The submachine gun, in Spearhead as in real life, is primarily intended for
close quarters combat. While damage does not decline over distance,
submachine guns quickly lose effectiveness over long ranges due to the greater
loss in accuracy, resulting in a much larger spray pattern.
Of course, that isn't to say that a distant target cannot be killed with a
submachine gun. By firing in short bursts or squeezing off single rounds,
especially when aiming at the torso, the submachine gun can hit distant
targets, and the recoil can bring the weapon up to score a headshot.
At medium ranges, fire in longer, 4-5 round bursts. Strafe your opponent to
make it harder to be hit, while maintaining your crosshair over the enemy's
torso and firing when the target runs across your cross hair. "Walk" the shots
up to the target's head, as indicated by the hit puffs rising from the weapon's
At close ranges, just spray and pray. There's a lot of luck involved, and
tactics will not ultimately determine the outcome of the skirmish.
Most importantly, know when to engage a target and when not to. The submachine
gun is simply not suited for long-distance firefights, especially if the enemy
has a machine gun or sniper rifle. It is better to break off contact and attack
from a different approach to swing the battleground back onto your terms; that
is, close combat.
-Best suited for close quarters combat
-Fire in bursts at medium-long ranges
-Spray and pray at close ranges
-Good firepower, reasonable ammunition capacity
By definition, a machine gun is a weapon design to output a massive amount of
firepower to suppress enemy positions. Technically speaking, the two machine
guns in the game aren't machine guns. However, in Allied Assault they are
heavier, more powerful alternatives to the submachine guns, and so they are
lumped into the machine gun category.
Spearhead, despite adding more weapons, does not add any new heavy weapons for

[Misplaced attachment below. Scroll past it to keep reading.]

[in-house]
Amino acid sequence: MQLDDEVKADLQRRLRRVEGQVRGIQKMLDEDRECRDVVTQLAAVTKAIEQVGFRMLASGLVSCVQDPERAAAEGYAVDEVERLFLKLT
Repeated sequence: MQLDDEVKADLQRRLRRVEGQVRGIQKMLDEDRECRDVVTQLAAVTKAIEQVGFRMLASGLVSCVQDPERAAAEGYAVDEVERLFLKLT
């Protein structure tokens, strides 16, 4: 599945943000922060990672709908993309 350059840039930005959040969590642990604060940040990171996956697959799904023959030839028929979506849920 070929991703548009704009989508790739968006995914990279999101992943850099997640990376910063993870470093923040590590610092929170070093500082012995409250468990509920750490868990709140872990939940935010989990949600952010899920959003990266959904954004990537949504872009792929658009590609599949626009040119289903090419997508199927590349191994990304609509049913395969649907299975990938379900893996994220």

5.1 - BAR
Name: M1918A2 Browning Automatic Rifle
Country of origin: USA
Available for: American, British, Russian
Calibre: .30-06 (7.62 x 63mm)
Magazine capacity: 20 rounds
Firing mechanism: Full-automatic, gas-operated
Rate of fire: 450 or 650 rounds per minute, selectable
Weight: 8.8kg with empty magazine
Designed in 1915-16 by John M. Browning, who also developed the M1911 Colt
pistol and .30 and .50 cal machine guns, the Browning Automatic Rifle filled
the role of 'squad automatic weapon'. Although intended as an assault weapon,
the BAR proved to be an effective support weapon and was adopted by the
Belgian, Polish and Swedish armies. The BAR underwent some modifications,
including changing the position of the bipod, and later models had a variable
fire option, changing from 550 rounds per minute to faster rates of fire.
A typical squad had one BAR gunner, and later in the war the number was
increased to two per squad. BAR gunners usually had an assistant to carry more
ammunition, and because of the importance of the BAR's steady firepower, it was
often entrusted to the most reliable soldier. Many men preferred to use the BAR
without its bipod to save weight.
Despite its effectiveness, the BAR was never as good as the designer hoped. It
was way too heavy to be an effective rifle. The weight alone made it a pain to
shoulder, and the vibration from firing made it impossible to maintain a steady
aim. On the other hand, it was too light to be an effective light machine gun.
It was unstead on its bipod, its 20-round magazine meant it had to be reloaded
frequently, the bottom-mounted magazine made it difficult to reload from a
prone position, and the barrel couldn't be changed when it overheated.
Despite these shortcomings, the BAR remained a solid weapon and was kept in
service for over 50 years in various armies, while leftovers were sold to other